Many Chinese businesspeople and political leaders are well aware that developing economies, including European countries and the United States at earlier stages of economic development, tend to have weaker enforcement of IP. In addition, many East Asian economies such as Hong Kong, Taiwan, Singapore, Japan, and South Korea went through processes of IP “violations” as part of their economic growth. Importantly to Chinese perspectives, European and American powers are now pointing fingers, claiming the moral high ground and that they are “in the right” while they themselves were, at earlier stages in their economic development, engaging in the same (or similar) behaviors for which they now publicly criticize and blame Chinese individuals, businesses, and the legal system. Indeed, for some Chinese businesspeople and policymakers, this hypocrisy is thought to effectively give them permission to ignore Western IP claims. A Chinese official, speaking some years in advance of China’s entry into the World Trade Organization, explained the historical context of IP in China:
Intellectual property protection has everything to do with a country’s level of development—its resources, science, technology, and industry. . . . China’s patent law was adopted in 1984, but a patent law in China could not have been imagined before 1979. In those days, knowledge was in the public domain. It would have been wrong to grant a patent. Nowadays, the work of intellectuals is more respected and people realize that creative labor is integral to economic development. But many people still look at things the old way and believe it is all right to copy others. We must educate people to understand what a patent is and why it is important for science and industry, and we need to encourage inventive activity in our institutions and universities. Without the right attitudes, patent protection has no basis.
(Paine & Santoro, 199S)
It must be admitted that, in addition to explanations based on culture and stages of economic development, the lack of respect for IP ownership is also due, in large measure, to willful, knowing behavior among some Chinese companies and government entities who are quite simply out to get away with as much as they can. At the same time, however, there are significant elements of Chinese culture that help color not only whether IP is a socially valid interest or legal right, but also how one should respond when your IP ownership is disregarded or outright stolen. As we note a number of times in this book, it is possible for two thoughts to be simultaneously true—that China is changing and needs to change in some ways to be part of a global rule-oriented market system, but also that traditional Chinese culture continues to occupy a distinctive role in contemporary Chinese business. We are not suggesting that abandoning legal rights is a wise course for long-term success for investing in and trading with China. Nor should one fail to recognize that there are important forces both in the government and private industry that understand China’s future economic development requires a strong IP system that will incentivize scientific discovery and creativity.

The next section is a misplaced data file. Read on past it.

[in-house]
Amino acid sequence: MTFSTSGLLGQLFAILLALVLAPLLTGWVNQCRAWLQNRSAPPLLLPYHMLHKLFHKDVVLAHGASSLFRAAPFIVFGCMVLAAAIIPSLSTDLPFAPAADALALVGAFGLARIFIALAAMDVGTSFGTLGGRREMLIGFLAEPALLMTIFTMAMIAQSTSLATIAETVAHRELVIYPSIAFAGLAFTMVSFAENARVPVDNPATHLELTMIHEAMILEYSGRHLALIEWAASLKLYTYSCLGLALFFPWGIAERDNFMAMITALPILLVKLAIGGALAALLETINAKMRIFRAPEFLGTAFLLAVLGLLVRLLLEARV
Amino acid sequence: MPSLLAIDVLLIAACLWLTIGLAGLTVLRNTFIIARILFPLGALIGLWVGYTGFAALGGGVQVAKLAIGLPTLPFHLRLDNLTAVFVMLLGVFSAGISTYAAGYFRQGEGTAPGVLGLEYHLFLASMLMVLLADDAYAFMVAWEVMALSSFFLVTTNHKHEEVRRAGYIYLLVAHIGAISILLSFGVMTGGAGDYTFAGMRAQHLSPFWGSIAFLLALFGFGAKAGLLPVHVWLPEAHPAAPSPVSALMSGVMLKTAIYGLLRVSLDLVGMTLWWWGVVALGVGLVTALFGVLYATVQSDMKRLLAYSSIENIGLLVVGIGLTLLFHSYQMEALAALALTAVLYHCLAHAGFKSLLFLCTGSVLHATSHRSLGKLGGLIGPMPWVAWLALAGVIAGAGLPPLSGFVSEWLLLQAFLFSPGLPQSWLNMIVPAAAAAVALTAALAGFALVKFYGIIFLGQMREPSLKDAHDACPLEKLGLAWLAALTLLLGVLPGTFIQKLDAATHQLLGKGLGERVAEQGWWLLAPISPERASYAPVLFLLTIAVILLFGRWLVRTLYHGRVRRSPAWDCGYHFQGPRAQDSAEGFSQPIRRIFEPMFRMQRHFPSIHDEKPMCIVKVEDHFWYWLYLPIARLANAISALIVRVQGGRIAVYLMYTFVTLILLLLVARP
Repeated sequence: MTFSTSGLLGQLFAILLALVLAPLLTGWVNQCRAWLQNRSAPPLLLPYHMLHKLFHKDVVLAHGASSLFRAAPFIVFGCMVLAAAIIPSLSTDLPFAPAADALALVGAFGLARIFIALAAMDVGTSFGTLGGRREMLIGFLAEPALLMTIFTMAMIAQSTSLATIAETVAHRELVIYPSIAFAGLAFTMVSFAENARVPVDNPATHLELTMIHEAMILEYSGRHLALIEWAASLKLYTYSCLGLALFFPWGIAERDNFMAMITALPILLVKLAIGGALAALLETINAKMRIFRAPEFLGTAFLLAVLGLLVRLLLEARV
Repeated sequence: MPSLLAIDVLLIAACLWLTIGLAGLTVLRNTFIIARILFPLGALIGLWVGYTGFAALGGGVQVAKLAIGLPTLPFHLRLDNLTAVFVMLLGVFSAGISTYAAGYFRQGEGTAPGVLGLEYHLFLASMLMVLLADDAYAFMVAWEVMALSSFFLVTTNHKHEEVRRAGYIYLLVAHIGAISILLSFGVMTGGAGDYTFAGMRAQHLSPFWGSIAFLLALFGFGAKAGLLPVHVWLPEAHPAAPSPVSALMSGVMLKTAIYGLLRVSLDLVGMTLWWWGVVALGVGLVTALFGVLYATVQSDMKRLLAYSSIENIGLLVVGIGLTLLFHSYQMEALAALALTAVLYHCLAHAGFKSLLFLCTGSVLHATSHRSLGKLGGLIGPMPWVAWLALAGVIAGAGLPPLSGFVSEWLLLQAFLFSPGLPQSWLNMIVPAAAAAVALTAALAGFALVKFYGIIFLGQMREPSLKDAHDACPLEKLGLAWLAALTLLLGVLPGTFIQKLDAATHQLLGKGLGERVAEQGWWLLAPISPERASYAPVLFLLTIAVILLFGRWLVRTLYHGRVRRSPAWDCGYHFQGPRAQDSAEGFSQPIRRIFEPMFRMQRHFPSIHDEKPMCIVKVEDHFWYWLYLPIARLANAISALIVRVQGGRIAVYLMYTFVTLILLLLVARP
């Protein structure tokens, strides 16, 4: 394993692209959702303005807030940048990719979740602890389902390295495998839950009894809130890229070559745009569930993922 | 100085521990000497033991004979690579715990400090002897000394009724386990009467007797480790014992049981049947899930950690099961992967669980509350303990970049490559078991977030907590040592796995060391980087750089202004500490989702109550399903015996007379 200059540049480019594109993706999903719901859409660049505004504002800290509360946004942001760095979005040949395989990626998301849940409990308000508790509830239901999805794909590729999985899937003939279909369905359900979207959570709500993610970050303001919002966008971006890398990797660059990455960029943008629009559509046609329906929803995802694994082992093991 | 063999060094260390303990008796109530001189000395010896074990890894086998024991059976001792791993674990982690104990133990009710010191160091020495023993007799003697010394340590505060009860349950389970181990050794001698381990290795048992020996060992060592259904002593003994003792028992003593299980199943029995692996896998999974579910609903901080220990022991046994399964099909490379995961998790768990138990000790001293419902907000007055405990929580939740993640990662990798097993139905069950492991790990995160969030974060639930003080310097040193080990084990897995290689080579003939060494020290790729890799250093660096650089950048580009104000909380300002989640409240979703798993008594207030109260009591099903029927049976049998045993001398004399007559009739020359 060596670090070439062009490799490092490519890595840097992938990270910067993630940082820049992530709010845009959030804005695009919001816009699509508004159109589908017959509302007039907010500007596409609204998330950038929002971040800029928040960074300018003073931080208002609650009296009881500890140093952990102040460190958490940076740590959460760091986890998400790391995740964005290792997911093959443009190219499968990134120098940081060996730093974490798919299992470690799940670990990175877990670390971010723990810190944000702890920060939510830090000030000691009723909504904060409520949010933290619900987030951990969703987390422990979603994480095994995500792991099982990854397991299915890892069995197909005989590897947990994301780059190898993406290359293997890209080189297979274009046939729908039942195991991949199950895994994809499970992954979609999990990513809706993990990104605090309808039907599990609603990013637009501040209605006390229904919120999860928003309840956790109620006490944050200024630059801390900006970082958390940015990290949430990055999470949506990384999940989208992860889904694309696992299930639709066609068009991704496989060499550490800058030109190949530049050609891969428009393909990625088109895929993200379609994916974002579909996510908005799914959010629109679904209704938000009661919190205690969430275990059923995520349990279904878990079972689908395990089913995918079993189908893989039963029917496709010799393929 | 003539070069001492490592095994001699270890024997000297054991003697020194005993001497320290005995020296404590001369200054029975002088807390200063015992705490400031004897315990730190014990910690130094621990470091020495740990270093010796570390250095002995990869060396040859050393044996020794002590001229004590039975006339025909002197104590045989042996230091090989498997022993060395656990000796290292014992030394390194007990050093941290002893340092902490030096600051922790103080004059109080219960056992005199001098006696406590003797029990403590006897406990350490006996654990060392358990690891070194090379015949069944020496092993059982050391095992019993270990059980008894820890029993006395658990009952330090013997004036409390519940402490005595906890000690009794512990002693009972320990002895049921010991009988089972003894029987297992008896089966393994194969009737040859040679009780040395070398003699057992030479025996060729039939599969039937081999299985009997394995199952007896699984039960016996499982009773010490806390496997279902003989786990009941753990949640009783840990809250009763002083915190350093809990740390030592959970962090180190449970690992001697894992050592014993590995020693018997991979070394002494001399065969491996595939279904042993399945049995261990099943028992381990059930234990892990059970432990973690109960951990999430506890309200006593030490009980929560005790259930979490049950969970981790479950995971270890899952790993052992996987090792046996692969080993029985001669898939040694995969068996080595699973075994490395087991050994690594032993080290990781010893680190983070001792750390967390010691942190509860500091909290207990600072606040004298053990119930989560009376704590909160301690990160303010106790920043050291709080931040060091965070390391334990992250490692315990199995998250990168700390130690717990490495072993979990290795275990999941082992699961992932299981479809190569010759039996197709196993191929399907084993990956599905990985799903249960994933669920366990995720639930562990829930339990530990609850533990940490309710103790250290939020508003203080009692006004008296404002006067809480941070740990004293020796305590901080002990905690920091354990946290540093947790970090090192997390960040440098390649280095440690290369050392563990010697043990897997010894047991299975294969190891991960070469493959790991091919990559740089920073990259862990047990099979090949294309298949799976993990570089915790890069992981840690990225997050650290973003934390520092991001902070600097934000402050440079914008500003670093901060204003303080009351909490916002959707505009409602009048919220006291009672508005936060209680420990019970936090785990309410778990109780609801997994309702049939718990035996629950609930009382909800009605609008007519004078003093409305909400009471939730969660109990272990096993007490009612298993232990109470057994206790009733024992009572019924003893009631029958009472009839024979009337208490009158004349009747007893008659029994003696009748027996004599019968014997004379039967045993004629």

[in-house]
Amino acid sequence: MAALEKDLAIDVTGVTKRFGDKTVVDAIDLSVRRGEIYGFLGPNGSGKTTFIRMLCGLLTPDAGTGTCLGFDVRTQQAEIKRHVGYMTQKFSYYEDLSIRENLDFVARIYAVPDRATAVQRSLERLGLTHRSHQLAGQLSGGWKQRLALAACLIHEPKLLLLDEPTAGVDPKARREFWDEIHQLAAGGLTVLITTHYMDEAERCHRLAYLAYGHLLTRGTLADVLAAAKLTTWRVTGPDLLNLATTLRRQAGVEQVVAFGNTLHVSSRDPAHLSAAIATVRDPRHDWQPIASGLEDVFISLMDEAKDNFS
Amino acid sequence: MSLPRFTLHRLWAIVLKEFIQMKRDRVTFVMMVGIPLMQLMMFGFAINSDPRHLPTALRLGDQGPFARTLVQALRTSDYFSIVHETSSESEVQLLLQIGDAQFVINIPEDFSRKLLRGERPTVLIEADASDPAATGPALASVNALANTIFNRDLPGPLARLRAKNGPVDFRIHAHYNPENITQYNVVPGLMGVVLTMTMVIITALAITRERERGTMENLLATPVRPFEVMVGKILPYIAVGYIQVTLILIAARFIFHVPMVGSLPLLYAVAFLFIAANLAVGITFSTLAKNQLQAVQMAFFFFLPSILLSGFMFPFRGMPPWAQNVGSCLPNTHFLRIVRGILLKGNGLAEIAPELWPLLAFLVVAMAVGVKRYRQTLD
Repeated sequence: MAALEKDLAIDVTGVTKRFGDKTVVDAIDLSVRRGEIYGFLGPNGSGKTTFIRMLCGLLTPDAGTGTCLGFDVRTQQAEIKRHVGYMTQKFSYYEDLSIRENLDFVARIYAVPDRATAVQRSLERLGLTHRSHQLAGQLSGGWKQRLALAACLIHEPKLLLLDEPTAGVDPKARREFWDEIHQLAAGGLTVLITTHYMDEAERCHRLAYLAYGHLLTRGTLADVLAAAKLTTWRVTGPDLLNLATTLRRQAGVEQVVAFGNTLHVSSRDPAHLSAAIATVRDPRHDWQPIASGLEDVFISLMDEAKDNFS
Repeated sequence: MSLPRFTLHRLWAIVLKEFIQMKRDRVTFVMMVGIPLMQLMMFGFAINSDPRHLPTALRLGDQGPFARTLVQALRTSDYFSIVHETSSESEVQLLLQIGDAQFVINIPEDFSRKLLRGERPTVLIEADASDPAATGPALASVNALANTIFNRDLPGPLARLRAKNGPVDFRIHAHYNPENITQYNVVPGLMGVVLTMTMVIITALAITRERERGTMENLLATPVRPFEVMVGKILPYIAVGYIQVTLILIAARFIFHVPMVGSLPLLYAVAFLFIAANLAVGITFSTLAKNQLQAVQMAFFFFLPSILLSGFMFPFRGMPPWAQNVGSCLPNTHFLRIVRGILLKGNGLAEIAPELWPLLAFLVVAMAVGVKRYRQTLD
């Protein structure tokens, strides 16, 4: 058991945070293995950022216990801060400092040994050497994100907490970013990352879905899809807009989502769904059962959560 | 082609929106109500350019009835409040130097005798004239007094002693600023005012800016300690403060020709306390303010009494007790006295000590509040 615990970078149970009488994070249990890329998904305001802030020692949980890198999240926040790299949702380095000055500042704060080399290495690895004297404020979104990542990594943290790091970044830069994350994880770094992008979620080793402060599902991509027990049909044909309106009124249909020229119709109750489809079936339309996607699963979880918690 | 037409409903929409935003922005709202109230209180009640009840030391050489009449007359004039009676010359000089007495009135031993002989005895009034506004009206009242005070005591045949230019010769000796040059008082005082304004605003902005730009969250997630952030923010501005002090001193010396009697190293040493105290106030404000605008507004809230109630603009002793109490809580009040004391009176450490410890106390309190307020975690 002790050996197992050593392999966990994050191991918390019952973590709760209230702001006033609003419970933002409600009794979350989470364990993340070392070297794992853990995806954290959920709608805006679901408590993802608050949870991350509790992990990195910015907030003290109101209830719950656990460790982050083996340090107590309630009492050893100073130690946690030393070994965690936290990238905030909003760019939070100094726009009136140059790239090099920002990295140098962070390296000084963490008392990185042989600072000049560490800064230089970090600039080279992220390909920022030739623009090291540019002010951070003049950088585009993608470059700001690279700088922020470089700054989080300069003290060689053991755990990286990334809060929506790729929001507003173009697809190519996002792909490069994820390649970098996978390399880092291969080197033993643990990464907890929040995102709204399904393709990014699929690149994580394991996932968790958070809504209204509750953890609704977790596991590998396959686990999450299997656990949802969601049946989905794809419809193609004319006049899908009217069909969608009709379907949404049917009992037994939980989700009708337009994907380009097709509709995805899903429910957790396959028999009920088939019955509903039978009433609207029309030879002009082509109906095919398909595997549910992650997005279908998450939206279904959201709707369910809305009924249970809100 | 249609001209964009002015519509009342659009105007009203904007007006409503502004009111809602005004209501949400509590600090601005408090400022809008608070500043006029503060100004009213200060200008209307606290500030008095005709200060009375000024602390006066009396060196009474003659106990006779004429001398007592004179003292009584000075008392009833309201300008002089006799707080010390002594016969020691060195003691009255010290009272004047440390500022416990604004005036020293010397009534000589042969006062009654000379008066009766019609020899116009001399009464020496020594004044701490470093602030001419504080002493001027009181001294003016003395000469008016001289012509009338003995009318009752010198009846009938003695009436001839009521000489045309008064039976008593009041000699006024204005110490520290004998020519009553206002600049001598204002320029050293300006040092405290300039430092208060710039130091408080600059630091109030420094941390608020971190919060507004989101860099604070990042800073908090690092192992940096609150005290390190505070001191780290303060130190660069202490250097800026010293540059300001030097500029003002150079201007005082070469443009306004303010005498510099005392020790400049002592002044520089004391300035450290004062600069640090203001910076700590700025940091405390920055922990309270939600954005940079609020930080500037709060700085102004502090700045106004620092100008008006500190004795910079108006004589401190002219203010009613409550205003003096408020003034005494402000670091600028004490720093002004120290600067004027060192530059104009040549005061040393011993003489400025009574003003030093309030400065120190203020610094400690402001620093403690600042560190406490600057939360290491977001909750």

We imagine a spectrum, where the extremes are to just give up and go along with Chinese realities relating to rights at one end, and aggressive legal action typified by a “just sue ’em” mentality on the other. If those are the extremes, there are more moderate “middle paths” available, which would, as circumstances require, either engage in dialogue with Chinese partners and government officials or resort to legal remedies in Chinese courts and international tribunals. To be successful, such dialog needs to demonstrate Ethical Awareness, and can be used as an alternative to, or perhaps in tandem with, legal remedies. From a strategic perspective, it makes sense for a business executive intent on securing property rights to keep each potential tactic in reserve to be used according to which gains more practical advantage in the short or long term. Such a strategy is precisely what Master Sun (the same as Sunzi or Sun Tzu) advises in The Art of War when he advises leaders to be adaptable:
the disposition of your [resources] should be like water. Water adapts to the terrain and allows the land to determine its course. An army should adapt to the disposition of enemy forces and allow this to guide them.
(Sunzi, 2011, p. 39)